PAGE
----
Sponsored By
An organization or individual has paid for the creation of this work but did not approve or review it.

ADVERTISEMENT

ADVERTISEMENT

Ask the Herald: What will La Nina mean for the coming winter in Grand Forks?

Q. La Nina is on the way. What does that mean for weather in Grand Forks? A. Grand Forks may be in for an extra-cold shock this winter. Below-average sea surface temperatures have arrived in the tropical Pacific, a condition known as La Nina. Thi...

Q. La Nina is on the way. What does that mean for weather in Grand Forks?

A. Grand Forks may be in for an extra-cold shock this winter.

Below-average sea surface temperatures have arrived in the tropical Pacific, a condition known as La Nina. This could result in colder, wetter winter conditions throughout the northern part of the U.S., including Grand Forks, according to predictions. WDAZ, which is owned by Forum Communications Co., the parent company of the Herald, issued a La Nina advisory Friday.

The chances for lower-than-average temperatures as a result of La Nina are easier to predict than precipitation levels, said Jim Kaiser, a meteorologist for the National Weather Service in Grand Forks. However, he cautioned La Nina does not automatically mean the whole winter in Grand Forks will be colder than usual. Other factors, such as how early the area receives snow, play a role.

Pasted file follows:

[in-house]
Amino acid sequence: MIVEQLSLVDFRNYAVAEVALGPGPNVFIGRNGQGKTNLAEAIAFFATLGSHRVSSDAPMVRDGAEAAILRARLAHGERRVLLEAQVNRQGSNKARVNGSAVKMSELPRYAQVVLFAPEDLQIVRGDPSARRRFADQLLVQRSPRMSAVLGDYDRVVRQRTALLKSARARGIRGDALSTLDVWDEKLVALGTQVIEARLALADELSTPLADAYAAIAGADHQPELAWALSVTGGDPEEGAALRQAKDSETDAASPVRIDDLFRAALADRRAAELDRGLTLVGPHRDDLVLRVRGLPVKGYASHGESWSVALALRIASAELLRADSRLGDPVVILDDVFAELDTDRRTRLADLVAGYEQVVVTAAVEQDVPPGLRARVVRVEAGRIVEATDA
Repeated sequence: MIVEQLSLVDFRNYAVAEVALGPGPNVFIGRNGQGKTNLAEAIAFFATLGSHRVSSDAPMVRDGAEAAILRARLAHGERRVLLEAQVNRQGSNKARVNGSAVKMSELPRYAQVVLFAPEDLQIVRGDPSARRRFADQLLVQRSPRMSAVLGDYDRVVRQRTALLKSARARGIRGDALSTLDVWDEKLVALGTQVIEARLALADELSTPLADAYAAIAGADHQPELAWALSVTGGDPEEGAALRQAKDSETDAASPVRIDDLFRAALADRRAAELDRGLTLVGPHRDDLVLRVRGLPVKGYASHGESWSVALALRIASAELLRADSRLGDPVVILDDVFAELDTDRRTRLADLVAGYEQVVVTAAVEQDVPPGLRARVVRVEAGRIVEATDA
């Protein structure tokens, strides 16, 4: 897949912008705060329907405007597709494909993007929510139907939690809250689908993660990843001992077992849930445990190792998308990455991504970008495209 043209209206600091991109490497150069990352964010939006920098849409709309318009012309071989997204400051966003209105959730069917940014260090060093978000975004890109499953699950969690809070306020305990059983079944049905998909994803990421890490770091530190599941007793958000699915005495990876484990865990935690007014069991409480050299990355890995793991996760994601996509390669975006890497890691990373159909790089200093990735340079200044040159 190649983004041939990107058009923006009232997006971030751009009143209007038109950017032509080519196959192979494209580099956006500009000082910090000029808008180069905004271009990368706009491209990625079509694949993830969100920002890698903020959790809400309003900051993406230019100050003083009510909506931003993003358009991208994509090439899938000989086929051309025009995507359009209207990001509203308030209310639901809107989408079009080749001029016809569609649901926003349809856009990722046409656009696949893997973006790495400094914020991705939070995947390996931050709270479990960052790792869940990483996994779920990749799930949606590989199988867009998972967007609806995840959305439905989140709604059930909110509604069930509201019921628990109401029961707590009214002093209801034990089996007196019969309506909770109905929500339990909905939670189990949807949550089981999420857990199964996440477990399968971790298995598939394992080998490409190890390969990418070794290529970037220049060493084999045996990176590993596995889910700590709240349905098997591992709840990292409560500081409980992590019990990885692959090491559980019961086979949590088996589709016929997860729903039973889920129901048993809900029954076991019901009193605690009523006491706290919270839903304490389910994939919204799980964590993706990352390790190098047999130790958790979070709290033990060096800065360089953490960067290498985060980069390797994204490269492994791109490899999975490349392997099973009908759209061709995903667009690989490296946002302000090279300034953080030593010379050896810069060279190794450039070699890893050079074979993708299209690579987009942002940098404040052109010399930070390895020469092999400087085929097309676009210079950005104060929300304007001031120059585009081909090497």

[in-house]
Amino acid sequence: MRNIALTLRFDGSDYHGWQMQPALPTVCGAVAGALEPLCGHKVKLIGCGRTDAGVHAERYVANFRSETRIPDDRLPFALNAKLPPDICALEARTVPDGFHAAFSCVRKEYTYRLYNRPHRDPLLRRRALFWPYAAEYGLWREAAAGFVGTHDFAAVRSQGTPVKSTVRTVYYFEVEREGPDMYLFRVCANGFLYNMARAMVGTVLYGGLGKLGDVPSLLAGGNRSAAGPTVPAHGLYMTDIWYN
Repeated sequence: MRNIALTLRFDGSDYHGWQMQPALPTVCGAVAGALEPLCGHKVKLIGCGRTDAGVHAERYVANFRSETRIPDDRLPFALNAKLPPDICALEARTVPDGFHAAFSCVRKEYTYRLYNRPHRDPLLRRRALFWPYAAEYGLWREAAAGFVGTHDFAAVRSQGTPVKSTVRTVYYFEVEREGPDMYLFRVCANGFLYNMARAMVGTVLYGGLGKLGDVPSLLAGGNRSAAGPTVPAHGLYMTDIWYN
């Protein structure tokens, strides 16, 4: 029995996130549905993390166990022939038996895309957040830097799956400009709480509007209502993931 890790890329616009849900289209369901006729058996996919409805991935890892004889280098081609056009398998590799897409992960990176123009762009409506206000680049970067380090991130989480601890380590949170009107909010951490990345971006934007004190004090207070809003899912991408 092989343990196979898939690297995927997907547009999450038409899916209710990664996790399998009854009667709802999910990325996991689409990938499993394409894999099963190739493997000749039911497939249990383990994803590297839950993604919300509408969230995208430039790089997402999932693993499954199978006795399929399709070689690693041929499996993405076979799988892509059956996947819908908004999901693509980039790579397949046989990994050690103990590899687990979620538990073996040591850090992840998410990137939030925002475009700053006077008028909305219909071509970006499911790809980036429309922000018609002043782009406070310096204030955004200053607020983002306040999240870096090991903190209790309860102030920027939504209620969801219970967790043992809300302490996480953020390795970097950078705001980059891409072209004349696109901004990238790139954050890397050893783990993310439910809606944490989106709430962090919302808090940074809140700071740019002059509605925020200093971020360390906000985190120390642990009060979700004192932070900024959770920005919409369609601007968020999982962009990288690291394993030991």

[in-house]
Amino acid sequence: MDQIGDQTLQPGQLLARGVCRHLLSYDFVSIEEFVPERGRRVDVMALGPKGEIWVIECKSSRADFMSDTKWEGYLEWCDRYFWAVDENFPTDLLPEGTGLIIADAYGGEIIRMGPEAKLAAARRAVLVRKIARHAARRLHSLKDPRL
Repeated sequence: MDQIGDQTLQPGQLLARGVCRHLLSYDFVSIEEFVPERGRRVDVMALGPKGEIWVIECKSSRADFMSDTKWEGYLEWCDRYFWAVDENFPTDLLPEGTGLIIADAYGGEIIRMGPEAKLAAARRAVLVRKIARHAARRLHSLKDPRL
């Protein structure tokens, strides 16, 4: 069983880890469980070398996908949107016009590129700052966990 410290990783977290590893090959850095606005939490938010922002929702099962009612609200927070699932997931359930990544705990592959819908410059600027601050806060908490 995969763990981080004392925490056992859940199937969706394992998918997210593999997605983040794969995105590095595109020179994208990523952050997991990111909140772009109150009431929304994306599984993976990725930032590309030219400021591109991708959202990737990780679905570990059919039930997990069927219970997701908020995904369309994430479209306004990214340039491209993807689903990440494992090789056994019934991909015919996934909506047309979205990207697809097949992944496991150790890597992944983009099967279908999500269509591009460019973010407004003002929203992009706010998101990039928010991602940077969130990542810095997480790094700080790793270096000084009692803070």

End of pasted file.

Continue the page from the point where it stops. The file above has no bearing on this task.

"The fact that we're not adding snow on the ground here in November is a plus because every day is one less day of winter," Kaiser said. "That sun angle is just so low on the horizon it doesn't have enough strength to help melt anything on its own."

ADVERTISEMENT

He explained the late-arriving snow could help mitigate the colder temperatures brought on by La Nina.

"A normal winter will feel colder than the last two," Kaiser added, "because of how crazy warm we were last winter."

What To Read Next
Crisis pregnancy centers received almost $3 million in taxpayer funds in 2022. Soon, sharing only medically accurate information could be a prerequisite for funding.
The Grand Forks Blue Zones Project, which hopes to make Grand Forks not just a healthier city but a closer community, is hosting an event on Saturday, Jan. 21, at the Empire Arts Center from 3-5 p.m.
A bill being considered by the North Dakota Legislature would require infertility treatment for public employees — a step that could lead to requiring private insurance for the costly treatments.
2022 saw more than three times as many pediatric (up to age 5) cannabis edible exposures in Minnesota compared to 2021. Here's what you can do to prevent your toddler from getting into the gummies.